Using Negative Keywords For Better PPC Results

negative keywords for pay per clickAs you may know, every time someone searches for a keyword or phrase that you bid on, Google runs an action
for your ads and a quality score is given.  Google evaluates your keywords, ads, and landing pages and compares it with Internet user’s search queries on Google Search.

If your settings allow it, your Google AdWords ad could appear if your campaign meets a variety of criteria, such as (but not limited to): if maximum bid for that keyword or long-tail phrase is higher than your competition; if your quality score is high and your ad appears relatively high in the Page Rank; and your quality score for contextual relevance to the search query.

According to Lisa Raehsler of Search Engine Watch, “Ranging from broad to narrow, there are several different match types: broad match, broad match modifier, phrase match, exact match, and negative match. The broader the keyword, the greater the reach, but unfortunately the relevancy can also slip since ads can be served on less relevant keywords.”

Here is where negative keywords come in to play. Negative keywords are terms and phrases you do not want to bid for when a potential customer runs a search query on Google. So, by adding negative keywords to your pay-per-click (PPC) campaign, you could essentially weed out irrelevant traffic and allow your AdWords campaign to reach Internet users who are more likely to become potential customers of your small business.

Example #1: The “Dentist”

For example a maxillofacial surgeon most likely would not want to bid for the word “dentist.”  For one, anyone needing a maxillofacial surgeon has probably been referred by a dentist and has been given the name of one.  Also, if you need jaw surgery or something similar, you know a “dentist” can’t perform that type of procedure.  From the surgeon’s perspective, those seeking a “dentist” are not far along enough in the sales funnel to be a viable customer.  If anything, Internet users in need of a maxillofacial surgeon may input search terms similar to “jaw surgeon” or “oral surgeon.”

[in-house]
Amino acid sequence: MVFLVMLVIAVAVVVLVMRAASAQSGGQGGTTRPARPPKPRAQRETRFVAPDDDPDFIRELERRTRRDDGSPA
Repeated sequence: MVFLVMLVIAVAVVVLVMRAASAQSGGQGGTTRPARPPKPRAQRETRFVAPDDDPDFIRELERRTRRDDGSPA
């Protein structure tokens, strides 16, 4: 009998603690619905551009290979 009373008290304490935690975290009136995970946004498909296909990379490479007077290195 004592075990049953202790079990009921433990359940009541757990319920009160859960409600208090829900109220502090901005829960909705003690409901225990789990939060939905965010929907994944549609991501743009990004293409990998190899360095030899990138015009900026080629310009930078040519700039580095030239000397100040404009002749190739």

negative keywords better ppcDarian Schouten says, “Using negative keywords to qualify your campaign can make the difference between attracting someone who is looking to buy your product and someone who is looking for a job!”

Besides saving the time of people who are searching for a particular product/service, implementing negative keywords will save a business owner money. Couple that with the fact that you may be bidding on something you don’t offer or don’t want to emphasize (cosmetic dentist bidding on “dentist”) it may be a good idea to not show up at all for that phrase. If after all of that, a customer gets to your website, they may find you do not sell what they want. Or they may call your office or email you and whoever handles the admin work gets to break the news. So using negative keywords can free up your phone lines, unclog your inbox and keep money in your pocket.

Example #2: The Locksmith

I had a customer who was a locksmith. He could fix any kind of lock imaginable.  When we set up his keywords, every phrase I could think of he wanted, except for “safes.”  Did he know how to open a safe?  I believe so.  Was there more competition for “safes” than “auto lockouts” or “commercial locksmith?”  Definitely not.  For whatever reason, that’s not the type of job he wanted, so he didn’t show for that search query.

Eric Siu suggests that you drive PPC visitors to targeted landing pages. According to his Entrepreneur article discussing mistakes small business owners make with pay-per-click (PPC) campaigns, Siu says, “If you don’t have a product-specific landing page to refer visitors to, create custom landing pages that provide the exact information the reader is looking for.”

There are a couple of instances where you may still appear in search engine results, but there isn’t much that can be done in these instances besides avoiding to bid on certain phrases in Google AdWords.  That being said, it will take time and experience to properly create and manage a list of negative keywords. For those of you who are still wondering how to get started, I would suggest visiting TechWyse and reviewing their list of 75 negative keywords that you should include in Google AdWords campaigns.

If you would like to schedule a consultation with YOakleyPR to discuss how we can help you advertise your business online, give us a call at (215) 450-6059 or click here to contact us.

Suggested Reading

  • Search Engine Watch | SEO Basics: 8 Essentials When Optimizing Your Site
  • Social Media Today | Using Negative Keywords For Better PPC Results
  • BingAds | PPC Back to Basics – Find and Add the Right Negative Keywords to Increase Your CTR and ROI

Images via FanDigital and Search Engine Watch

Mark Smith

Mark Smith is a Digital Marketing Professional with more than eight years of experience in the sales and marketing industries. With a bachelor’s degree in Business Marketing from University of Minnesota, Mark helps small businesses and nonprofit organizations take advantage of emerging technologies so that they can “be in front of customers who are ready to buy!”

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